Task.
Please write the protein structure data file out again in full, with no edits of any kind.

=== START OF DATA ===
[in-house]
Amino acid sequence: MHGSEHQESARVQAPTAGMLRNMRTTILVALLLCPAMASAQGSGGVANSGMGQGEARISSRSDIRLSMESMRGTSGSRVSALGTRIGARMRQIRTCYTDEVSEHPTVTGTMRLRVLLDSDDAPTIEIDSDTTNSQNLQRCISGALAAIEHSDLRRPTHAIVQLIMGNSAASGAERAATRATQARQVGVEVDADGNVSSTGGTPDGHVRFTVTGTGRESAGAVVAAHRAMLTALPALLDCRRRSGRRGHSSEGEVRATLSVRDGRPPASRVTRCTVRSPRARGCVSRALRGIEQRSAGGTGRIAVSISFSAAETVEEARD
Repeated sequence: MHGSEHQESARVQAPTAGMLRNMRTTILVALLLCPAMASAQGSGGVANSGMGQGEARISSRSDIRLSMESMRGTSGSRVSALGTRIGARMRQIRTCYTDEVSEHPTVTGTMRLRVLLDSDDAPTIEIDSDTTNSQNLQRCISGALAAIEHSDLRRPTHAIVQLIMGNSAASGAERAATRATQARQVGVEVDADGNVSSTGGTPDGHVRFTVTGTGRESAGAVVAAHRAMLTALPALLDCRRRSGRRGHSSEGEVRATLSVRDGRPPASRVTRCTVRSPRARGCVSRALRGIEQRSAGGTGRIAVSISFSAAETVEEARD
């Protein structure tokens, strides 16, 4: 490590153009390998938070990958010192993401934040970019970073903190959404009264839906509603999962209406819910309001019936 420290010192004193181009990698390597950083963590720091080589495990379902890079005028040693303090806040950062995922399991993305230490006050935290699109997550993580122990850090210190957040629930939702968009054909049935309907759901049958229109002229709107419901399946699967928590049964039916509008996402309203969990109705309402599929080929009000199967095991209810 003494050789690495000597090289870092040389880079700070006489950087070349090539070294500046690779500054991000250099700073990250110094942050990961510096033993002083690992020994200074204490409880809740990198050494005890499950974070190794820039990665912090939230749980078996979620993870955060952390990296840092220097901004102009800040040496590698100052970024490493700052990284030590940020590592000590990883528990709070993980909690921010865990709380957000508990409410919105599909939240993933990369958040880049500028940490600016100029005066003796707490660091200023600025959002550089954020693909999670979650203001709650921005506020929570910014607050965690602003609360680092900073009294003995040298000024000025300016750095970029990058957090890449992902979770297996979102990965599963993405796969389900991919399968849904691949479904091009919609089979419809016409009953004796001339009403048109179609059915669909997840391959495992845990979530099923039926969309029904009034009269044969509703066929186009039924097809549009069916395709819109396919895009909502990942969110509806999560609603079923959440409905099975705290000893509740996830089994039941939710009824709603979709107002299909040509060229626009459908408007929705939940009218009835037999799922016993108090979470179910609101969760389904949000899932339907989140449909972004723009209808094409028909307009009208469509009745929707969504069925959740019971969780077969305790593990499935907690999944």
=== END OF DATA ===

[in-house]
Amino acid sequence: MHGSEHQESARVQAPTAGMLRNMRTTILVALLLCPAMASAQGSGGVANSGMGQGEARISSRSDIRLSMESMRGTSGSRVSALGTRIGARMRQIRTCYTDEVSEHPTVTGTMRLRVLLDSDDAPTIEIDSDTTNSQNLQRCISGALAAIEHSDLRRPTHAIVQLIMGNSAASGAERAATRATQARQVGVEVDADGNVSSTGGTPDGHVRFTVTGTGRESAGAVVAAHRAMLTALPALLDCRRRSGRRGHSSEGEVRATLSVRDGRPPASRVTRCTVRSPRARGCVSRALRGIEQRSAGGTGRIAVSISFSAAETVEEARD
Repeated sequence: MHGSEHQESARVQAPTAGMLRNMRTTILVALLLCPAMASAQGSGGVANSGMGQGEARISSRSDIRLSMESMRGTSGSRVSALGTRIGARMRQIRTCYTDEVSEHPTVTGTMRLRVLLDSDDAPTIEIDSDTTNSQNLQRCISGALAAIEHSDLRRPTHAIVQLIMGNSAASGAERAATRATQARQVGVEVDADGNVSSTGGTPDGHVRFTVTGTGRESAGAVVAAHRAMLTALPALLDCRRRSGRRGHSSEGEVRATLSVRDGRPPASRVTRCTVRSPRARGCVSRALRGIEQRSAGGTGRIAVSISFSAAETVEEARD
């Protein structure tokens, strides 16, 4: 490590153009390998938070990958010192993401934040970019970073903190959404009264839906509603999962209406819910309001019936 420290010192004193181009990698390597950083963590720091080589495990379902890079005028040693303090806040950062995922399991993305230490006050935290699109997550993580122990850090210190957040629930939702968009054909049935309907759901049958229109002229709107419901399946699967928590049964039916509008996402309203969990109705309402599929080929009000199967095991209810 003494050789690495000597090289870092040389880079700070006489950087070349090539070294500046690779500054991000250099700073990250110094942050990961510096033993002083690992020994200074204490409880809740990198050494005890499950974070190794820039990665912090939230749980078996979620993870955060952390990296840092220097901004102009800040040496590698100052970024490493700052990284030590940020590592000590990883528990709070993980909690921010865990709380957000508990409410919105599909939240993933990369958040880049500028940490600016100029005066003796707490660091200023600025959002550089954020693909999670979650203001709650921005506020929570910014607050965690602003609360680092900073009294003995040298000024000025300016750095970029990058957090890449992902979770297996979102990965599963993405796969389900991919399968849904691949479904091009919609089979419809016409009953004796001339009403048109179609059915669909997840391959495992845990979530099923039926969309029904009034009269044969509703066929186009039924097809549009069916395709819109396919895009909502990942969110509806999560609603079923959440409905099975705290000893509740996830089994039941939710009824709603979709107002299909040509060229626009459908408007929705939940009218009835037999799922016993108090979470179910609101969760389904949000899932339907989140449909972004723009209808094409028909307009009208469509009745929707969504069925959740019971969780077969305790593990499935907690999944």